Low Rates Can’t Keep Propping Up Utilities – Dividend Yields Are At Risk

There are two ways for the bubble in Utilities to end. The simplest mechanism would be if interest rates started rising again. This trend would push investors back into bonds and cause the price of Utilities to fall back to a level that better reflects their cash flows and risks.

However, even if interest rates stay low for an extended period of time, Utilities investors are still at risk.

The high dividends that have attracted so many investors to this space are unsustainable. The 75 Utilities companies that we cover have had negative free cash flow in four of the past five years, with a cumulative cash burn of almost $150 billion over that time. The profits simply aren’t there to cover the high dividends that investors prize.

In addition, rising equity values for Utilities offsets the advantages that cheap debt has for their cost of capital. Even with interest rates at record lows, the weighted average cost of capital (WACC) for Utilities companies has been rising this year as equity becomes a larger and larger portion of their capital structure.

Where To Turn In The Sector

Unfortunately, many advisors and portfolio managers are stuck with a mandated exposure to the Utilities sector, forcing them to search for a way to hit targeted allocations without jeopardizing client portfolios. While there is only one stock that earns our Attractive-or-better rating in the sector, there are a couple that are not egregiously overvalued.

UGI Corporation (UGI) is the most profitable stocks in the sector, with an ROIC of 8%. It’s also the cheapest with a PEBV of 0.9. In addition, it has delivered three consecutive years of positive free cash flow, which suggests its dividend could be sustainable. On a fundamental basis, it clearly appears to be the best in the sector. Unfortunately, its 2.1% dividend yield might be on the low side for those that require income from their investments.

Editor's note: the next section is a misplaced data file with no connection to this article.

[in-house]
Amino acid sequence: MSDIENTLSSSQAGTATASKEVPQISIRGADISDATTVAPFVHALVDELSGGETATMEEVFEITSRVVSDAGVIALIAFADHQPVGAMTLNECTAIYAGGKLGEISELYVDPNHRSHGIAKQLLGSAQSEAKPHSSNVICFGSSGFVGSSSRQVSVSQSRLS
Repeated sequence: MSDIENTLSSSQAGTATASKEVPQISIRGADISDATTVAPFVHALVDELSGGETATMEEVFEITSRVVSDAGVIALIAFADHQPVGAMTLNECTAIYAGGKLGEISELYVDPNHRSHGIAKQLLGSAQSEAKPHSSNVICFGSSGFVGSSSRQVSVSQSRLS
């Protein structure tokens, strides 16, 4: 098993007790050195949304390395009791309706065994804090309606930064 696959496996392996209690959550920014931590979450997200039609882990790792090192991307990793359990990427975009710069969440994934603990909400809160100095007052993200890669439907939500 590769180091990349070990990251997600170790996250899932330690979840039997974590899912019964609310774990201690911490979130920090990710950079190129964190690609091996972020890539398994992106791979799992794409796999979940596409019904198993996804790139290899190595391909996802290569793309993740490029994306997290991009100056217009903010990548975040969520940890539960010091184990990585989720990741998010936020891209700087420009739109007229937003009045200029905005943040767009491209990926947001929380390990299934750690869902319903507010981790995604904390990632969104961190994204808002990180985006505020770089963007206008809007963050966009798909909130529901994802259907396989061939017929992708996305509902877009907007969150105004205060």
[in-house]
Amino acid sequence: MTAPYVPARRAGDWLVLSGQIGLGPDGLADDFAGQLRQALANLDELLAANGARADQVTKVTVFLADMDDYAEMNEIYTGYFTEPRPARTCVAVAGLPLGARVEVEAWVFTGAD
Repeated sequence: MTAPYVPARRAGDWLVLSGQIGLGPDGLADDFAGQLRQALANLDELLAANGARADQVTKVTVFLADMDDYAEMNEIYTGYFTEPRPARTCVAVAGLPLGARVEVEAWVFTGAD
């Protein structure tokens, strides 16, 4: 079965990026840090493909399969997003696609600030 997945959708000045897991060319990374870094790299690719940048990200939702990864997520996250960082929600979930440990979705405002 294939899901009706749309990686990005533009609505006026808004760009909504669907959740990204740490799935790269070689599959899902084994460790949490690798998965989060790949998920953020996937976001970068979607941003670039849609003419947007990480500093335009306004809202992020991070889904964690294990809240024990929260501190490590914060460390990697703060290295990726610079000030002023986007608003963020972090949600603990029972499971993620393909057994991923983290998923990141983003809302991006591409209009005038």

PPL Corporation (PPL) is another Utilities stock that has some margin of safety. It has a much higher dividend yield of 4.2%, and, like UGI, it has delivered positive free cash flow for three consecutive years. In addition, its price to economic book value of 1.6 is well below the industry average. In part, this seems to be due to overstated concerns about the company’s exposure to the UK, even though it is highly hedged to protect against the drop in the pound. Investors needing exposure to the sector should take advantage of this comparatively cheap valuation.

This article originally published here on August 10, 2016.

Disclosure: David Trainer and Sam McBride receive no compensation to write about any specific stock, sector, style, or theme.

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Photo Credit: Martin Thomas (Flickr)

    1 Response to "Are Utilities In A Bubble?"

    • Izet

      You make some very good points here. I just sold my only utility stock in my portfolio last week because of the lack of free cash flow. Looking around at some other utility stocks I realized that they all seemed to have negative free cash flow. Something is clearly up with the sector. Thanks for writing this.